Last week, we used the image of the eyes through which we look at life and suggested that we see most clearly when we look through the eyes, not of fear or hostility, but of compassion. This compassion begins with our own selves and extends outwardly in wider and wider circles.
We have also spoken about being in touch with our own feelings, or we might speak of our deeply felt experiences. Almost as important is the naming of these experiences, as truthfully as possible.
One personal experience I have often mentioned humorously, with which most of you are familiar, is the experience at the age of six of being hit by a truck, from which, I often added, I never recovered. In point of fact, however, that experience has had a profound impact.
I had no recollection of the actual incident, after awakening in the Sick Children’s Hospital, where I remained for about two weeks. A few days after returning home, I was allowed to get up. I was delighted, but took two steps and fell. I could not walk. I still recall the vivid impression of utter surprise, total disbelief, and sheer terror. Very soon, I was walking again as usual, but I have never forgotten how fragile and vulnerable life can be, and how utterly precious. The birth of my younger brother three years later with a chronic heart defect, and the subsequent heart surgery at the age of 4½ that allowed him to live for 26 years, only reinforced that impression.
In those early years were planted and took root the seeds of awareness that life cannot be taken for granted, that it is a precious and fragile gift to be cherished, appreciated and shared, and that we need always to have a concern for the most vulnerable in our midst. This perspective certainly has elements of both strength and weakness, both of which are probably always active in our lives, whatever script we are following.
I think that each of our lives does follow a certain script, a story in the background of our minds that influences how we experience and interpret ourselves, others, the world around us, and the events of our lives. In that script we see ourselves as having a certain role, so to speak. We follow a certain image of ourselves, perhaps as a hero or heroine, perhaps as a bystander or even a victim in our own lives.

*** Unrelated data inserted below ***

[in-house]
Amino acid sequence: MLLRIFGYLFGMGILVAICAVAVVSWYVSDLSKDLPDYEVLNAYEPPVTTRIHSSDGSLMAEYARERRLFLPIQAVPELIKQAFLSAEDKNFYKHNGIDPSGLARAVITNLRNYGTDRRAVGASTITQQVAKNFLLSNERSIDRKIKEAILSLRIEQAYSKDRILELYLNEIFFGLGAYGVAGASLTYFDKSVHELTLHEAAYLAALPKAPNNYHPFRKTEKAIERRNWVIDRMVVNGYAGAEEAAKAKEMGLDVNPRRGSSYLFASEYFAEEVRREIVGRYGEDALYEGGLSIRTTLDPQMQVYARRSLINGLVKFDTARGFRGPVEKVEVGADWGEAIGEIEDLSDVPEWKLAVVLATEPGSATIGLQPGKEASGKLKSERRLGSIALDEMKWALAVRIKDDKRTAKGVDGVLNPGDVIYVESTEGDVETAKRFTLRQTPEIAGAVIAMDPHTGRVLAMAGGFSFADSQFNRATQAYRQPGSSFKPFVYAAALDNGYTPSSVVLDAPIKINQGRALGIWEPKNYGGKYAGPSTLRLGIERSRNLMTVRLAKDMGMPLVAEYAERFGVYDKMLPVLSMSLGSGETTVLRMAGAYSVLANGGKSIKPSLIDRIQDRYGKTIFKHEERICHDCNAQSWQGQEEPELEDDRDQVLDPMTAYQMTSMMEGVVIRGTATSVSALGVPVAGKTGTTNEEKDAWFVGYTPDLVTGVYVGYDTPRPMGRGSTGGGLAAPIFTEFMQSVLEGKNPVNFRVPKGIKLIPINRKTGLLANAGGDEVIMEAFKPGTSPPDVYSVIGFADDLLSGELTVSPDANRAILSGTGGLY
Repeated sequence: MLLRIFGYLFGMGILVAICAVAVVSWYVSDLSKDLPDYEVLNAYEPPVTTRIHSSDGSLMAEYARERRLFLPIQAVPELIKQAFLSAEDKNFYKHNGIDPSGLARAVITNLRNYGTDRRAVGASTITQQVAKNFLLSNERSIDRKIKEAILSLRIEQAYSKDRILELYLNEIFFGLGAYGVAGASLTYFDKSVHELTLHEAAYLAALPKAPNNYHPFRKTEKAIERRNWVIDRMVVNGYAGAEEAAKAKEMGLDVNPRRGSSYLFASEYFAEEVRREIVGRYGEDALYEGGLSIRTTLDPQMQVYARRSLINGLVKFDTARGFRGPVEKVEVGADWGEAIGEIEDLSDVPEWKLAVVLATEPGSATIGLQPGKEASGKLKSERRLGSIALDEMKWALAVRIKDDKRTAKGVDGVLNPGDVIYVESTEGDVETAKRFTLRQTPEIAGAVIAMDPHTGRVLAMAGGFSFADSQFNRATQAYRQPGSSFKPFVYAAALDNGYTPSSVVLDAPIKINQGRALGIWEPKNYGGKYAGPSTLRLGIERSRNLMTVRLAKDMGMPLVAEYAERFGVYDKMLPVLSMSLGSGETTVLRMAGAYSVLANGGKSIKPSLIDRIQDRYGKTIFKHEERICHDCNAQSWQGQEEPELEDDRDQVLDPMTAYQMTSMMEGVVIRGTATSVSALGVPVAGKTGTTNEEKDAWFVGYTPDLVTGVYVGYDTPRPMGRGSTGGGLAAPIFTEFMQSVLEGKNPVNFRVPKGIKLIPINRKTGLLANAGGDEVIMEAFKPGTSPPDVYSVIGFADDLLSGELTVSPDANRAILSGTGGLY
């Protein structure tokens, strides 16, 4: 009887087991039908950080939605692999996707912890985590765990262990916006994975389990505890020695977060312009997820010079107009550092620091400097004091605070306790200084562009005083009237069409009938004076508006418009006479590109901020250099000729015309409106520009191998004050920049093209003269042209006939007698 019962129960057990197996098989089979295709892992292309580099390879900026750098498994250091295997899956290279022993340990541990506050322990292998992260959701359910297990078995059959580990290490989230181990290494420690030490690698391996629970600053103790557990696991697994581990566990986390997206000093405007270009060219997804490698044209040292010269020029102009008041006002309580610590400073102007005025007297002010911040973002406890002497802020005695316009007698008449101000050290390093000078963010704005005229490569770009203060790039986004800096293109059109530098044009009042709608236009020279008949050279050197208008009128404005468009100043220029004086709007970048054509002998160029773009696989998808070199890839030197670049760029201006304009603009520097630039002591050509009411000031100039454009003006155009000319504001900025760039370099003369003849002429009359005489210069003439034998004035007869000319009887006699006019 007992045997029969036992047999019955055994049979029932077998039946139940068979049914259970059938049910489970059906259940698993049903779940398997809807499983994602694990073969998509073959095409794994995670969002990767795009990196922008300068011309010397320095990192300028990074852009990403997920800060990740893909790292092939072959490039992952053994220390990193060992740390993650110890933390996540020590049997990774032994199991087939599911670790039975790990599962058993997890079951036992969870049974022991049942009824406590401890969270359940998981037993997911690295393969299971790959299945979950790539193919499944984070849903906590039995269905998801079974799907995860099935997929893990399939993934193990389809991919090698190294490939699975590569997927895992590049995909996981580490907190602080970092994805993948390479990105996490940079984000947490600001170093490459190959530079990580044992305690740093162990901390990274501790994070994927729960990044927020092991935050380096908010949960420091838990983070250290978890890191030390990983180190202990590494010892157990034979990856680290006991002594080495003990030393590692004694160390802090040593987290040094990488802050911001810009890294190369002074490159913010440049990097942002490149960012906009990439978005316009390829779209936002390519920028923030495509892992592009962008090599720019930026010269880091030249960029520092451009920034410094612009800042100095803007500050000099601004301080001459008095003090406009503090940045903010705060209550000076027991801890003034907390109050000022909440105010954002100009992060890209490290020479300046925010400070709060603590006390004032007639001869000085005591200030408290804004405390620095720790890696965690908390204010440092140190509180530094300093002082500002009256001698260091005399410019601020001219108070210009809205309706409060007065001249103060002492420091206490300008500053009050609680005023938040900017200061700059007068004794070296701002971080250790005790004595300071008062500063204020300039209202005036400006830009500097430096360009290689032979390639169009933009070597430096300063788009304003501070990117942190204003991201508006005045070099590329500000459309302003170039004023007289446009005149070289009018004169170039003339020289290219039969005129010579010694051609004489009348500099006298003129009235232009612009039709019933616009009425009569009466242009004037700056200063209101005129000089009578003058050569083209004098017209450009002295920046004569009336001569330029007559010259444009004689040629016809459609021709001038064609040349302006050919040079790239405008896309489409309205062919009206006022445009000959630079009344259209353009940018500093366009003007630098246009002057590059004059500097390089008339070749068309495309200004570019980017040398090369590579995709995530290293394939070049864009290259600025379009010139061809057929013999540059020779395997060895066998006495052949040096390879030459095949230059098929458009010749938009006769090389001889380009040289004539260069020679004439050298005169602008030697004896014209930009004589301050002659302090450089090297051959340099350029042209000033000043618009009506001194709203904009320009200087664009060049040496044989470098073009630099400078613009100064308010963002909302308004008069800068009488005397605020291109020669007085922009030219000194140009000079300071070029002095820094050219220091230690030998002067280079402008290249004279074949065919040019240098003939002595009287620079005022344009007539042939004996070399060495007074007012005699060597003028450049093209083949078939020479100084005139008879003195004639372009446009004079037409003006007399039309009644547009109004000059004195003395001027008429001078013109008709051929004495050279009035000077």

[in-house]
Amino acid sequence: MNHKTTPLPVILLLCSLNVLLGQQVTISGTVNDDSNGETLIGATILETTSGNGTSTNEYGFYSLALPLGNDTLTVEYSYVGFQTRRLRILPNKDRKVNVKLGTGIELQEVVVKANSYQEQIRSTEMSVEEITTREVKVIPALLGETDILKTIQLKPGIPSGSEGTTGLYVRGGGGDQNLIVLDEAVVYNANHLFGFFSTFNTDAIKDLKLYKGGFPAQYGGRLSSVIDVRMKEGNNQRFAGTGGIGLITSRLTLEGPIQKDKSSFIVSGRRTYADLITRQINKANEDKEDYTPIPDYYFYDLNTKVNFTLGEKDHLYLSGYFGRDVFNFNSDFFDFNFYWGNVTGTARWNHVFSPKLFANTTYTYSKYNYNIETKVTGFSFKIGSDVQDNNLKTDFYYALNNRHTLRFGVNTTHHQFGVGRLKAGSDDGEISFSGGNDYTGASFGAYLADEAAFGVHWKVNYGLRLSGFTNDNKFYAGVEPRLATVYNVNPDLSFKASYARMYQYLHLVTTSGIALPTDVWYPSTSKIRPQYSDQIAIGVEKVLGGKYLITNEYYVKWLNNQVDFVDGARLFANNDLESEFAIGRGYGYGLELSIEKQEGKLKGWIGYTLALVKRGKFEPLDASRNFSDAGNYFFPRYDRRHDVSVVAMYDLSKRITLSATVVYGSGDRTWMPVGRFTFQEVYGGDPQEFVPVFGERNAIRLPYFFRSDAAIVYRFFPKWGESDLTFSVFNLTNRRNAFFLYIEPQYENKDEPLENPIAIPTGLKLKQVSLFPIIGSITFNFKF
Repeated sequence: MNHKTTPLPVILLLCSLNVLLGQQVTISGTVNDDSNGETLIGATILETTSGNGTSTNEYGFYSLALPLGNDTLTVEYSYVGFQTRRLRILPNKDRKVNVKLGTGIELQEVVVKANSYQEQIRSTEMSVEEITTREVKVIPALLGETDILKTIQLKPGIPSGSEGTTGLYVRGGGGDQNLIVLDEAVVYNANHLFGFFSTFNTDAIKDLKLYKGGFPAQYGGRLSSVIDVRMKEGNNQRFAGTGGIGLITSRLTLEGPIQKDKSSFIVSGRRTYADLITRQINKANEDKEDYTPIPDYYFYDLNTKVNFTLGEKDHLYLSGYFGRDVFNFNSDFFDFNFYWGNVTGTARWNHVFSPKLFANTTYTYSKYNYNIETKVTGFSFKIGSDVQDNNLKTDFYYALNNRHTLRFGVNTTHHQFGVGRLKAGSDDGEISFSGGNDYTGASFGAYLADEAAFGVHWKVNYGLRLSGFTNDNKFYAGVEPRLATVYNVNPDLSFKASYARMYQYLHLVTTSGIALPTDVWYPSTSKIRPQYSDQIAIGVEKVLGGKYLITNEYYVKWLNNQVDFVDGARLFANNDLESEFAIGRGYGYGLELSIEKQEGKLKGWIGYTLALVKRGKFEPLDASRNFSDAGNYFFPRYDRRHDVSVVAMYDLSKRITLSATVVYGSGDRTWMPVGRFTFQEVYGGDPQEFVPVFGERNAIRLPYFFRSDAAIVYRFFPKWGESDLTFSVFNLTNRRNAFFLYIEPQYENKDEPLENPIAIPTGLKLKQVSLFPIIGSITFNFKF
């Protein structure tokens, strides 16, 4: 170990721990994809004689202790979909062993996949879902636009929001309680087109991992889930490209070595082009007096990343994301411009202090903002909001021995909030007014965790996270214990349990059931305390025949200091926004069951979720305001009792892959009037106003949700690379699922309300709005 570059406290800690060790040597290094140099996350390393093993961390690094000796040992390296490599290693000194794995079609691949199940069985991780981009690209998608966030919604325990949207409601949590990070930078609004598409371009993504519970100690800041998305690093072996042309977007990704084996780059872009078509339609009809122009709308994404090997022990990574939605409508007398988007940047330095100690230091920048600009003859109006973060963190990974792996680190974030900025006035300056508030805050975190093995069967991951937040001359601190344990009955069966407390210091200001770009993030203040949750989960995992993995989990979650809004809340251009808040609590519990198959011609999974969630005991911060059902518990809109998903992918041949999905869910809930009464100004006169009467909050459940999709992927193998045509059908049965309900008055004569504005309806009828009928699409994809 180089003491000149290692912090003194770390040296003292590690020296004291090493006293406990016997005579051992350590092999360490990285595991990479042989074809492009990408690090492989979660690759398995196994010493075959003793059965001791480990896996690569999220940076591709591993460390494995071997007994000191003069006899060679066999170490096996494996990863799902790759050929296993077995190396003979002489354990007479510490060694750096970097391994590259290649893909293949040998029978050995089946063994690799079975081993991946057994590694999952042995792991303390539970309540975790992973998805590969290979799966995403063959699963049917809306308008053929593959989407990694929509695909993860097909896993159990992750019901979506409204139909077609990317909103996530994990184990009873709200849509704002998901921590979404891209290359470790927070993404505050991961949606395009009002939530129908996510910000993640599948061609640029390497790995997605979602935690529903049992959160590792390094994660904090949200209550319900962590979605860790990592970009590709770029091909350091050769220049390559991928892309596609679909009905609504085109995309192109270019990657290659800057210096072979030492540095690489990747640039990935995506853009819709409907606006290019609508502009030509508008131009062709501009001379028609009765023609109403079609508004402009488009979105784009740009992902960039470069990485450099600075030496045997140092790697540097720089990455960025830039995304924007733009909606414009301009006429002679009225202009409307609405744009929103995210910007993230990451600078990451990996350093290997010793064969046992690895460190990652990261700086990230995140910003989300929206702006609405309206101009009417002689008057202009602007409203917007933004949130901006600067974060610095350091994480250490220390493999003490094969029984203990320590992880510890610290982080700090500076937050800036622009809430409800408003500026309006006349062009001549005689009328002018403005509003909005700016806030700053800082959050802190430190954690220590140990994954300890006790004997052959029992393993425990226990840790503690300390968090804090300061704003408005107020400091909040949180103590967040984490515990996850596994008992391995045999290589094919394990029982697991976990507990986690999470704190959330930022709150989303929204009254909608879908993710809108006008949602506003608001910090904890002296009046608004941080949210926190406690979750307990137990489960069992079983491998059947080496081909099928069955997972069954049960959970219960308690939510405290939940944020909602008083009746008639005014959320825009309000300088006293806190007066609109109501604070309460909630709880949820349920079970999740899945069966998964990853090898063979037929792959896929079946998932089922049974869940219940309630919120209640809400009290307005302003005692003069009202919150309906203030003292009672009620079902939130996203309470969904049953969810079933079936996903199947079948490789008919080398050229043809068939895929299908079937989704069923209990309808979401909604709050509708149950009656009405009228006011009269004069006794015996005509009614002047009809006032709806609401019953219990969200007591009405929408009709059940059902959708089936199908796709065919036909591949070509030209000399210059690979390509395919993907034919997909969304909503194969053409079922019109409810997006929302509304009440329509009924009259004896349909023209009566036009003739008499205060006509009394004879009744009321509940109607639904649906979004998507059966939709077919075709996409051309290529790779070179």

A key question concerns where we get the image of ourselves and the stories we live by. Initially, I believe, it comes from how we are treated as a child and beyond and from the stories we are exposed to from family, culture, nation, and the like. One author, John Navone, puts it this way: “Who I am in large part depends upon who I am told I am. The creative freedom to shape my own self-identity … to take responsibility for the story my life is telling … comes only with increasing maturity.”
For example, our image of land is we are influenced profoundly by being exposed to the Canadian story as opposed to the USA story: an overarching horizon or an ever-receding frontier, encompassing plain. The land becomes, respectively, an infinite background in whose shadow we stand, but which we never conquer; or a a boundary to push against and expand beyond and overcome. One personal result was that the title of a new course proposal was changed from “new frontiers” to “new horizons” to reflect this difference.
While we inherit a certain image and script, we are increasingly challenged to become aware of these and perhaps to modify them. What is really crucial is to have an understanding of ourselves and script that does enable us and help us to see ourselves and life truthfully and in depth, and to live out our personal relational, and societal life accordingly.